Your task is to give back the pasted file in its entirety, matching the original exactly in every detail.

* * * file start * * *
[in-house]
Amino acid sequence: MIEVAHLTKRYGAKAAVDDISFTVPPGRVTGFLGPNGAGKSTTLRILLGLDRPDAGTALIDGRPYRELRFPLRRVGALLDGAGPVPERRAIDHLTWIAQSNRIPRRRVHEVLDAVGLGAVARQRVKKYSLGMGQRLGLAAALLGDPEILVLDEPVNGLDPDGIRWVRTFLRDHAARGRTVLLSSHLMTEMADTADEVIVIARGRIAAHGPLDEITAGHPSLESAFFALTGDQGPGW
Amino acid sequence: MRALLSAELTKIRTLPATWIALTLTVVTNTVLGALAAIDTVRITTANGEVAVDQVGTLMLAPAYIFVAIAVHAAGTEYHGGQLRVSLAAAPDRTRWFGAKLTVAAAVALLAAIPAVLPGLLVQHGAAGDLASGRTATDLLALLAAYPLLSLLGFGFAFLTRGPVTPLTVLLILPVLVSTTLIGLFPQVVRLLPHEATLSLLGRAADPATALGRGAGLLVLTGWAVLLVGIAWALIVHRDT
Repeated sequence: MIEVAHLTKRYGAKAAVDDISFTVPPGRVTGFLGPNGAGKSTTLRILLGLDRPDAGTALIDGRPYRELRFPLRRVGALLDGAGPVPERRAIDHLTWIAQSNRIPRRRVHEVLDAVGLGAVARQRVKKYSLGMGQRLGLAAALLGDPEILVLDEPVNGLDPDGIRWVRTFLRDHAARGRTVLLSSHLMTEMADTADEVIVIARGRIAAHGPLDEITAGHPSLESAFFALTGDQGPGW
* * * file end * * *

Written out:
[in-house]
Amino acid sequence: MIEVAHLTKRYGAKAAVDDISFTVPPGRVTGFLGPNGAGKSTTLRILLGLDRPDAGTALIDGRPYRELRFPLRRVGALLDGAGPVPERRAIDHLTWIAQSNRIPRRRVHEVLDAVGLGAVARQRVKKYSLGMGQRLGLAAALLGDPEILVLDEPVNGLDPDGIRWVRTFLRDHAARGRTVLLSSHLMTEMADTADEVIVIARGRIAAHGPLDEITAGHPSLESAFFALTGDQGPGW
Amino acid sequence: MRALLSAELTKIRTLPATWIALTLTVVTNTVLGALAAIDTVRITTANGEVAVDQVGTLMLAPAYIFVAIAVHAAGTEYHGGQLRVSLAAAPDRTRWFGAKLTVAAAVALLAAIPAVLPGLLVQHGAAGDLASGRTATDLLALLAAYPLLSLLGFGFAFLTRGPVTPLTVLLILPVLVSTTLIGLFPQVVRLLPHEATLSLLGRAADPATALGRGAGLLVLTGWAVLLVGIAWALIVHRDT
Repeated sequence: MIEVAHLTKRYGAKAAVDDISFTVPPGRVTGFLGPNGAGKSTTLRILLGLDRPDAGTALIDGRPYRELRFPLRRVGALLDGAGPVPERRAIDHLTWIAQSNRIPRRRVHEVLDAVGLGAVARQRVKKYSLGMGQRLGLAAALLGDPEILVLDEPVNGLDPDGIRWVRTFLRDHAARGRTVLLSSHLMTEMADTADEVIVIARGRIAAHGPLDEITAGHPSLESAFFALTGDQGPGW